Disparate Impact of COVID-19 on Communities of Color
Resolved, That the Executive Council, meeting from June 8-11, 2020, urges the Church, its dioceses and institutions, clergy and lay leadership, and all Episcopalians to join with their communities in actively removing barriers and addressing the social determinants of health. Some of those barriers and social determinants are detailed here:
- The current COVID-19 pandemic has laid bare long-standing inequities in communities of color, including Indigenous communities, which have resulted from centuries of institutional oppression and persistent systemic inequities in access to healthcare, housing, employment, quality of physical living environment, education and criminal justice.
- Research shows social determinants of health are related to economic status (40%), healthy behaviors (30%), access to and quality of care (20%) and physical environment including air and water quality, housing and transit (10%).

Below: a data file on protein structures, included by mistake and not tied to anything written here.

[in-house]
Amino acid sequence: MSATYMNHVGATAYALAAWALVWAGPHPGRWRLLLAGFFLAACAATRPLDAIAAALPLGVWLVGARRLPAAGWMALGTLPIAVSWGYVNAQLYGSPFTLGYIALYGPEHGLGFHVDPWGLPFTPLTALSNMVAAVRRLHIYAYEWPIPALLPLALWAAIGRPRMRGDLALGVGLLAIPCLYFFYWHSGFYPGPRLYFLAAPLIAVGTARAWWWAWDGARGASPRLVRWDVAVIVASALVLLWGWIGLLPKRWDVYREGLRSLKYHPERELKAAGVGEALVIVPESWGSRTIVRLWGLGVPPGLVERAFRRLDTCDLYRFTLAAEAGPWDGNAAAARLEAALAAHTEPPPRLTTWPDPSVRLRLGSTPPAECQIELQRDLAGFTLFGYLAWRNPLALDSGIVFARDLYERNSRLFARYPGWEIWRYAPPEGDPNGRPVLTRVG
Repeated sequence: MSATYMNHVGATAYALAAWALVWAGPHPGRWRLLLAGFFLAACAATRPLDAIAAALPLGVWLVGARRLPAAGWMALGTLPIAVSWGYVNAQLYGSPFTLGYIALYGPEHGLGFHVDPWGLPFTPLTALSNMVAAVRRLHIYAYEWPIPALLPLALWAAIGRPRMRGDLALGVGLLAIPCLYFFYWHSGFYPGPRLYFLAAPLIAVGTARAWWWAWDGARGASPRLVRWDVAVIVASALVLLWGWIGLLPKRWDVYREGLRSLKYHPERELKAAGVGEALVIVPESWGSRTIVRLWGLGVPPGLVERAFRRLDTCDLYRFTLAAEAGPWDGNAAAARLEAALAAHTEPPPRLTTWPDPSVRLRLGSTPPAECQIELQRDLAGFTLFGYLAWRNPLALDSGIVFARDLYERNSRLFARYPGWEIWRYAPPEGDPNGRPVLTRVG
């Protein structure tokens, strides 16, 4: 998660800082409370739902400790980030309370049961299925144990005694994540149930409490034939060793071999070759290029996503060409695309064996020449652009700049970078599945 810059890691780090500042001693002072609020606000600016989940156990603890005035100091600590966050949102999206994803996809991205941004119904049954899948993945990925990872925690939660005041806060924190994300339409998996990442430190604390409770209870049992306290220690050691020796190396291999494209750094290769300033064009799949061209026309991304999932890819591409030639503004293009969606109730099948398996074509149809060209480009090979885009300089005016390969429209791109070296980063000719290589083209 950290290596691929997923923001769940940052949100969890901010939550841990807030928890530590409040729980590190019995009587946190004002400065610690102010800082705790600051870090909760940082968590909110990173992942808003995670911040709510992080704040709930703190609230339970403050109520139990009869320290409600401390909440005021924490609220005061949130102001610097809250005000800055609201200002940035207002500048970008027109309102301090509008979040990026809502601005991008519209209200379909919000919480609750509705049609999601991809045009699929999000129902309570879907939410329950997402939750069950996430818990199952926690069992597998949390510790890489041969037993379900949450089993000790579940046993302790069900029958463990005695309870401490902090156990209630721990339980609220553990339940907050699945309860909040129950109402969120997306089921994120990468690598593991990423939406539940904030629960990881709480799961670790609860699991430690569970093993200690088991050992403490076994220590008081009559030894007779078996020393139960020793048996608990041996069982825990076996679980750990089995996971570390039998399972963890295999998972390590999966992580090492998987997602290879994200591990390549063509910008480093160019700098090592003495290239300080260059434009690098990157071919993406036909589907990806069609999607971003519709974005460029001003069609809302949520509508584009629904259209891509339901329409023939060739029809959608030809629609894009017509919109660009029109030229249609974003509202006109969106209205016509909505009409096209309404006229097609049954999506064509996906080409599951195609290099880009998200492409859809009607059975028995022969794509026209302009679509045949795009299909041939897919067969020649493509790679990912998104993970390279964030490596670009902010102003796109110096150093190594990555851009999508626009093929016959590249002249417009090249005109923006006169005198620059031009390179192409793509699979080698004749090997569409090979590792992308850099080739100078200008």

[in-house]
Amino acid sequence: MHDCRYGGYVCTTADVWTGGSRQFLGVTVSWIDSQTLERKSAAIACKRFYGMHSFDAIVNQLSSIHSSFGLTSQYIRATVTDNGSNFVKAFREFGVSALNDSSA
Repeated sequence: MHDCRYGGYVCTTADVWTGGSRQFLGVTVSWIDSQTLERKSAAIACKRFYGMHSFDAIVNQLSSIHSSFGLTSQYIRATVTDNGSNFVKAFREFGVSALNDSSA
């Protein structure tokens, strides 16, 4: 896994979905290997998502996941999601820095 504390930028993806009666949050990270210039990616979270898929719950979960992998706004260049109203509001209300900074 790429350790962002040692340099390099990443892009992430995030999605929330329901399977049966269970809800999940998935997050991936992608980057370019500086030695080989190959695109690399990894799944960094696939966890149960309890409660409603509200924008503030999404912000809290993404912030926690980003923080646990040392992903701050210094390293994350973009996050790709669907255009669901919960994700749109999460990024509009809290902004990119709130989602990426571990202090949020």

- People of color disproportionately experience poverty, homelessness, poor access to health care and nutritional food, increased risk of underlying health conditions such as asthma, and imprisonment under the current criminal justice system.
- People of color disproportionately find themselves living in multi-generational households in densely populated neighborhoods where preventative measures like social distancing are more difficult, with greater exposure to environmental hazards and more distant access to grocery stores and healthcare facilities – conditions which cause increased stress and anxiety.
- People of color disproportionately work in low-wage and essential service jobs with greater exposure to the public where work from home is less possible, paid sick leave benefits are fewer and, thus, pressure to balance economic survival versus risk of exposure to Covid-19 is greater
- Available data document that people of color disproportionately become sick and suffer greater severity of illness and death from Covid-19.
Sources: Centers for Disease Control and Prevention, NAACP, National Law Center on Homelessness & Poverty